The owner of John Lewis and Waitrose is poised to cut the annual bonus it pays staff to the lowest level since the 1950s due to the pressure on retailers.

The John Lewis Partnership, which is owned by its staff, is expected to announce a bonus of between 6% and 7% of workers’ annual salary. This would be a cut from a 10% bonus last year – when the average payout was £1,585 for its 91,500 staff – and the fourth year in a row that John Lewis has cut the award (The Guardian). The John Lewis Partnership is set to give its staff a “significantly” lower bonus this week as it steels itself for an acceleration in the shift to online shopping and rising inflation (The Times £).

Meanwhile, John Lewis is to equip 8,000 sales staff with smartphones so customers no longer have to wait while stock rooms are checked. (The Daily Mail)

Morrisons is expected to announce an increase of almost 11% in annual profits this week as its recovery takes hold. The numbers are a further boost for its chairman Andy Higginson and chief executive David Potts, who are trying to turn around the supermarket after years of falling sales (The Times £). Morrisons’ turnaround will gather pace this week as the grocer posts its first jump in profits for six years and strengthens ties with Amazon. The City is hoping for a 54pc jump in underlying pre-tax profits to £335m as the supermarket chain plans to roll out Amazon lockers across its estate (The Telegraph). Supermarket Morrisons is expected to reveal its first profit growth in six years when it publishes results this week (The Daily Mail).

A top 10 investor in Premier Foods has called for the biggest shareholder in the maker of Mr Kipling cakes to make an offer for the company, or clear the way for a rival bid. The investor, which asked not to be named, said the Japanese noodle giant Nissin Foods’ 19.7% holding in Premier was a “blocking stake”, preventing a sale of the struggling food giant. (The Times £)

Business leaders have made a final plea to the chancellor to reduce the impact of changes to commercial rates that could double the tax bill for some firms (The Guardian). The revaluation of business rates next month will see London paying an extra £800m a year to support services in other parts of England, the Institute for Fiscal Studies said (The BBC). However, concerns about new business rates are “overstated”, a think tank has claimed, arguing that the overhaul will cause average rates to rise in only two cities in England and Wales. (The Times £)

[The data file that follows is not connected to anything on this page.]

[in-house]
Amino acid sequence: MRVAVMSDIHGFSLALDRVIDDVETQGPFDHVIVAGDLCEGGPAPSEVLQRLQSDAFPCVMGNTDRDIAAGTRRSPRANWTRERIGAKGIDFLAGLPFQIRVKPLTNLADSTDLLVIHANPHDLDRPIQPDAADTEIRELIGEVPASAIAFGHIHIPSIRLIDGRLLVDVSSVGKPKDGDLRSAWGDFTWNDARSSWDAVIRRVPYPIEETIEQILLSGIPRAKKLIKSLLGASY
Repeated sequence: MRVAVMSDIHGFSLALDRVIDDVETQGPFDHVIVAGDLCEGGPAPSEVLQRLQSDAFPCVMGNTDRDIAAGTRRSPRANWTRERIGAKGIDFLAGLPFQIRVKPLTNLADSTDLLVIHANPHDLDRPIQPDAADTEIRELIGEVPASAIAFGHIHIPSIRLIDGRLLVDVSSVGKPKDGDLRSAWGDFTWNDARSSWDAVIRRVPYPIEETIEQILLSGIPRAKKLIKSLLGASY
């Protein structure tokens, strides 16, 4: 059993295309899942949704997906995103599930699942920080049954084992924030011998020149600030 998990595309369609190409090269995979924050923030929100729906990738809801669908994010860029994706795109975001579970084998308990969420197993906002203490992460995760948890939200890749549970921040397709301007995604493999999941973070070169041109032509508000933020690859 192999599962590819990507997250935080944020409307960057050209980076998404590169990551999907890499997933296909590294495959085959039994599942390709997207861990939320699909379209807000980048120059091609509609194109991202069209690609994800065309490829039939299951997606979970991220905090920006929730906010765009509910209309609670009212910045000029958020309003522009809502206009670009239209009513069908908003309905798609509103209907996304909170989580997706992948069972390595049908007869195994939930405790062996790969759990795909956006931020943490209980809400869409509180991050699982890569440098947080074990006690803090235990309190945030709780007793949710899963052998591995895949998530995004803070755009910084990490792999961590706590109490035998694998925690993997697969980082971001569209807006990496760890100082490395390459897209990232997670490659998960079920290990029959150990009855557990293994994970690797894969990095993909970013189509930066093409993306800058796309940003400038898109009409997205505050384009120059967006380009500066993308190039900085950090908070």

The Mail carries an interview with Aldi UK boss Matthew Barnes and asks how does the boss of German grocery chain Aldi plan to cope with Brexit? Simple: buy British. In fact, Barnes hopes to cast off the German tag altogether. Aldi UK, he claims, is the most British supermarket on the high street. ‘Our British credentials speak for themselves,’ he declares boldly. ‘We’re a hell of a lot more British than we’ve ever been. (The Daily Mail)

Britain looks set for a growth slowdown in the first quarter after figures showed a squeeze on the powerhouse services sector from household budgets “starting to crack”. (Sky News)

Sir Philip Green is close to a second big deal on pensions, with a payment plan to address the deficit in his Arcadia Group empire (The Times £). Green is to pay tens of millions of pounds towards the pensions of workers across his Arcadia Group retail empire, in a concerted effort to reduce its £200m pension fund deficit (The Financial Times £). The owner of Topshop, Dorothy Perkins and other retailers will increase payments to £50m a year, after a deal was reached last week over BHS (The Guardian). The news may help fend off a fresh barrage of attacks on the billionaire over Arcadia, just days after he settled a long-running dispute over the BHS pensions black hole (The Daily Mail)

Unilever’s brand of responsible capitalism should be lauded. A focus on sustainability drives long-term value, says Stewart Investors’ Jack Nelson. (The Financial Times £)

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